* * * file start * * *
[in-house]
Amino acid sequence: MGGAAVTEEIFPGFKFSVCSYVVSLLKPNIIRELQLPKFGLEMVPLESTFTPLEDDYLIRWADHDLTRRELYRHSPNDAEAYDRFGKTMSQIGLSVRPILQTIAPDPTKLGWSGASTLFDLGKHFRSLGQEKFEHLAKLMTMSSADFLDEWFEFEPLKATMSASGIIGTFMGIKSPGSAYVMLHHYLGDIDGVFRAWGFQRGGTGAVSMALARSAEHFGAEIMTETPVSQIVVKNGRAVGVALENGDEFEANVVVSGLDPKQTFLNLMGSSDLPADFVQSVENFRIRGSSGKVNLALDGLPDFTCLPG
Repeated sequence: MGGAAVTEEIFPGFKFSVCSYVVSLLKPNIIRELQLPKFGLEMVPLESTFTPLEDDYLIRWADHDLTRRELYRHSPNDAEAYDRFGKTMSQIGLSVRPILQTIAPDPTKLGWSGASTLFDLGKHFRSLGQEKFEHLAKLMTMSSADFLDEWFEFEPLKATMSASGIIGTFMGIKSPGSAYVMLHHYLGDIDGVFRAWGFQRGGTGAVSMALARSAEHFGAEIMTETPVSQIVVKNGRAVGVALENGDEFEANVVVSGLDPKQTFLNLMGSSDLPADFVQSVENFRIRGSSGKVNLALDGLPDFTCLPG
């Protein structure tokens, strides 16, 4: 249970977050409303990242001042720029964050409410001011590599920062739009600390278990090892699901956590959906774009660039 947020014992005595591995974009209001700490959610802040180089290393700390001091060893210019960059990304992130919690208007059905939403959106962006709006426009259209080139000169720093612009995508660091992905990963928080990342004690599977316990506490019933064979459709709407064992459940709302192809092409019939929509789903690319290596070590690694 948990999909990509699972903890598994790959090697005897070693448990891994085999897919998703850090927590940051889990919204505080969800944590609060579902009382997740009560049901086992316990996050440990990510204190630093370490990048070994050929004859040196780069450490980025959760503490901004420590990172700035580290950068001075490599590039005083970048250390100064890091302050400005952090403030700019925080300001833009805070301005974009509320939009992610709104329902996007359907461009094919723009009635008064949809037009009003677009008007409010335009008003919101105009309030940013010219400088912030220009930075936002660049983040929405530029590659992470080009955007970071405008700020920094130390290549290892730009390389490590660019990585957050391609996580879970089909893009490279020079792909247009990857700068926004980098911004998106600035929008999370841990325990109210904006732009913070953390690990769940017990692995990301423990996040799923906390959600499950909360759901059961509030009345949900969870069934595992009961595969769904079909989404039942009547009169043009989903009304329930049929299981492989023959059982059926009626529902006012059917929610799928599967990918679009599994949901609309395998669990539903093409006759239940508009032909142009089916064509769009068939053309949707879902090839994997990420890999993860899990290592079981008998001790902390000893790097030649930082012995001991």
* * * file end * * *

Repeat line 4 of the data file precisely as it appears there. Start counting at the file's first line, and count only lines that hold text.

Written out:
């Protein structure tokens, strides 16, 4: 249970977050409303990242001042720029964050409410001011590599920062739009600390278990090892699901956590959906774009660039 947020014992005595591995974009209001700490959610802040180089290393700390001091060893210019960059990304992130919690208007059905939403959106962006709006426009259209080139000169720093612009995508660091992905990963928080990342004690599977316990506490019933064979459709709407064992459940709302192809092409019939929509789903690319290596070590690694 948990999909990509699972903890598994790959090697005897070693448990891994085999897919998703850090927590940051889990919204505080969800944590609060579902009382997740009560049901086992316990996050440990990510204190630093370490990048070994050929004859040196780069450490980025959760503490901004420590990172700035580290950068001075490599590039005083970048250390100064890091302050400005952090403030700019925080300001833009805070301005974009509320939009992610709104329902996007359907461009094919723009009635008064949809037009009003677009008007409010335009008003919101105009309030940013010219400088912030220009930075936002660049983040929405530029590659992470080009955007970071405008700020920094130390290549290892730009390389490590660019990585957050391609996580879970089909893009490279020079792909247009990857700068926004980098911004998106600035929008999370841990325990109210904006732009913070953390690990769940017990692995990301423990996040799923906390959600499950909360759901059961509030009345949900969870069934595992009961595969769904079909989404039942009547009169043009989903009304329930049929299981492989023959059982059926009626529902006012059917929610799928599967990918679009599994949901609309395998669990539903093409006759239940508009032909142009089916064509769009068939053309949707879902090839994997990420890999993860899990290592079981008998001790902390000893790097030649930082012995001991």